Therefore, *β* may provide a useful measure of risk when restricted to the analysis of similar investments e.g. within the confines of an equity portfolio. Under the assumption of the multivariate normal distribution of returns, the 'market model' results are obtained for any combination of investments within that portfolio. Optimisation techniques, as applied to index fund construction, are a good example of an application which utilises this relationship. Remaining within the structure of an asset class, *β* may provide a useful measure of risk, with its interpretation consistent with the model's theory. However, due to the absence of an empirically detectable relationship between average returns and *β*s across asset classes, *β* is of no practical value for a variety of applications, including the construction and performance evaluation of multi-asset portfolios. This is particularly true of an investment universe that includes real estate.

Also, due to the quality and availability of data, the majority of the research has been confined to analysis of stock markets. Therefore, unless the market proxy used is highly correlated with the `true' market portfolio, they violate one of the CAPM's primary assumptions, that of the existence and use of a market portfolio (Roll [1977]). As Kandel & Stambaugh [1987] conclude, if the market portfolio has a correlation of at least 0.9 with the market proxy^{49} employed, the Sharpe-Lintner CAPM may be rejected. Also, by selecting a commonly used market proxy - the FT All-Share, or the S&P 500 - an investor ignores that proportion of the world's wealth which is held in real estate; approximately 50%.^{50} As discussed in Appendix A, the accuracy of these indices is also brought into question.

In addition, there is evidence to support either total or systemic skewness of returns being priced. It suggests that investors express an aversion to variance, and a preference for negative skewness. This result is consistent with the arguments in section 5.3.6 - that investors are more concerned with downside than upside risk - and questions the assumption of quadratic utility. However, in practice the assumption of quadratic utility is seldom used, since it implies satiation and increasing absolute risk-aversion.^{51} This, combined with the globalisation of financial markets and the boom in derivatives, places increasing importance on the assumption of the multivariate normal distribution of returns.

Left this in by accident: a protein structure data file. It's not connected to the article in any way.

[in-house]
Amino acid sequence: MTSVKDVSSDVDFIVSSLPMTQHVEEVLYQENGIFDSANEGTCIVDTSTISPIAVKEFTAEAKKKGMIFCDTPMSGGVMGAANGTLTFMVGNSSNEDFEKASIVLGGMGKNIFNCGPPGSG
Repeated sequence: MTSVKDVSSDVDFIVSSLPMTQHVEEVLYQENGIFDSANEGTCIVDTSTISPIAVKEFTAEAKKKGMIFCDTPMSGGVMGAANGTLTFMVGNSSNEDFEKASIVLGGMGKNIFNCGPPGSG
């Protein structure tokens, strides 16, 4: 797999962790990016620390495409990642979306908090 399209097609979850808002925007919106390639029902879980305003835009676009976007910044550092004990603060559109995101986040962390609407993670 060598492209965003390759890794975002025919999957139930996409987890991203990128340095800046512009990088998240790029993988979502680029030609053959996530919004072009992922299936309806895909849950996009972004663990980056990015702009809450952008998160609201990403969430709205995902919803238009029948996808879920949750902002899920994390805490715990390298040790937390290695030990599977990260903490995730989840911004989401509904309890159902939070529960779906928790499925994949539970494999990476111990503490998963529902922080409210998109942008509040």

The downside-variance model was an attempt to accommodate the notion that investors require a target rate-of-return, as they are concerned exclusively with downside risk. However, the downside-variance model was shown to be equivalent to the CAPM, even when the target rate-of-return chosen was not the mean i.e. MSV, but an arbitrary point (Nantell & Price [1979]). Combined with the assumption of risk-neutrality above the target rate-of-return, this marked the death of the downside-variance model. However proof of their equivalence, again relies on the assumed multivariate normal distribution of returns.

Therefore, in order to apply the CAPM to investment decisions that include real estate, consideration must be given to the validity of assuming that returns from real estate investment are normally distributed. The following chapter investigates the validity of this assumption.

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^{47}*β* estimates became available from the London Business School in 1979; they had been available in the US since the mid-1960's.

^{48}Its estimation is onerous, and often leads to misleading results. For example, see section 5.3.7.

^{49}In Kandel & Stambaugh [1987] study, they used a value-index of NYSE and AMEX equities. For the last two sub-periods (2nd July 1969 to 1st October 1975, and 8th October 1975 to 23rd December 1981) a correlation of 0.7 was sufficient to reject the CAPM.

^{50}Section 4.5.6 further considers the practical difficulties of defining a market proxy.

^{51}As discussed in section 3.3.2.